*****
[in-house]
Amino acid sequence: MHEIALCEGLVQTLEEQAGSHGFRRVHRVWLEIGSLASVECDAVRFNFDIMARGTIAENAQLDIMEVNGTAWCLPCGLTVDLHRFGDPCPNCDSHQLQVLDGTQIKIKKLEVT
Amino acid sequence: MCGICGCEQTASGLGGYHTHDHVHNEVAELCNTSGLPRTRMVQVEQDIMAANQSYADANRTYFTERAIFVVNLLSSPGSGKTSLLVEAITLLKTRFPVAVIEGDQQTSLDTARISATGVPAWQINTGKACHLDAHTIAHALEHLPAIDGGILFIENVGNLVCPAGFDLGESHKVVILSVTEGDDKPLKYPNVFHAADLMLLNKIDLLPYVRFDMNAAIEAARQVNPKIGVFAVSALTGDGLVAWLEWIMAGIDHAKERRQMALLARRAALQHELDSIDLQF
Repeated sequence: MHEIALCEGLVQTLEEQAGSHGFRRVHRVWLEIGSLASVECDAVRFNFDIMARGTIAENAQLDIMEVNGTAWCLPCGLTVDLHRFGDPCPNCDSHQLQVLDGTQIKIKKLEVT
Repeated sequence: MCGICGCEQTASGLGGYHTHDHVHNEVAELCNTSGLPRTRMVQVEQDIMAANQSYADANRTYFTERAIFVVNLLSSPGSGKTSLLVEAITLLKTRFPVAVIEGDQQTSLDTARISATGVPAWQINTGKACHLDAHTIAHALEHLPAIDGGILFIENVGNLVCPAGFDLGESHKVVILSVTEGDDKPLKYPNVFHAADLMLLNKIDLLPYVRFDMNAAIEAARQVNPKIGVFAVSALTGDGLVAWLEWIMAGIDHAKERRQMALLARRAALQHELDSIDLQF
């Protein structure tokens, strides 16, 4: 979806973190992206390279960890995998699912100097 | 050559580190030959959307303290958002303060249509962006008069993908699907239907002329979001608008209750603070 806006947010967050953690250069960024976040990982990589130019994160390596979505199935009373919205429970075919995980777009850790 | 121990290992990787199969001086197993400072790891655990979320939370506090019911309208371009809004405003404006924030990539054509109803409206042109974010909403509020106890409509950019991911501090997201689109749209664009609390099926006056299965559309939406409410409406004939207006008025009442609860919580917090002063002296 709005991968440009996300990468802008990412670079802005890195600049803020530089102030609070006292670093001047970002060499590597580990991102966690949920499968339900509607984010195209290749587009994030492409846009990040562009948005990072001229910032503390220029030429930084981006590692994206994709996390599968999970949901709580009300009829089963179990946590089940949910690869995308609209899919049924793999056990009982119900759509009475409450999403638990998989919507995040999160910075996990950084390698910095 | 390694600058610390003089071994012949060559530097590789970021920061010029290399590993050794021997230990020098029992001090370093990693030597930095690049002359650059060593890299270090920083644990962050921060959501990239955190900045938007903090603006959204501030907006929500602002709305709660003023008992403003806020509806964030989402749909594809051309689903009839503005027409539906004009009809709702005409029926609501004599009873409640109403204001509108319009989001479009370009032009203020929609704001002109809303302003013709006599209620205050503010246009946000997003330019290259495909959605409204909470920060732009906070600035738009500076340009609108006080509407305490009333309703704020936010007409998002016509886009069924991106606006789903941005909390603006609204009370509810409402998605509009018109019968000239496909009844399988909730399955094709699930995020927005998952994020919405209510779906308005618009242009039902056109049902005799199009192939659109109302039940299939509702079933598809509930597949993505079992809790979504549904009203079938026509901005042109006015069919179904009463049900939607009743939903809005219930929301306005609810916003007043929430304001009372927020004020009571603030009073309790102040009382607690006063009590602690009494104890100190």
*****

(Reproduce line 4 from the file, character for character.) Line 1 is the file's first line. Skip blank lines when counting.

Repeated sequence: MHEIALCEGLVQTLEEQAGSHGFRRVHRVWLEIGSLASVECDAVRFNFDIMARGTIAENAQLDIMEVNGTAWCLPCGLTVDLHRFGDPCPNCDSHQLQVLDGTQIKIKKLEVT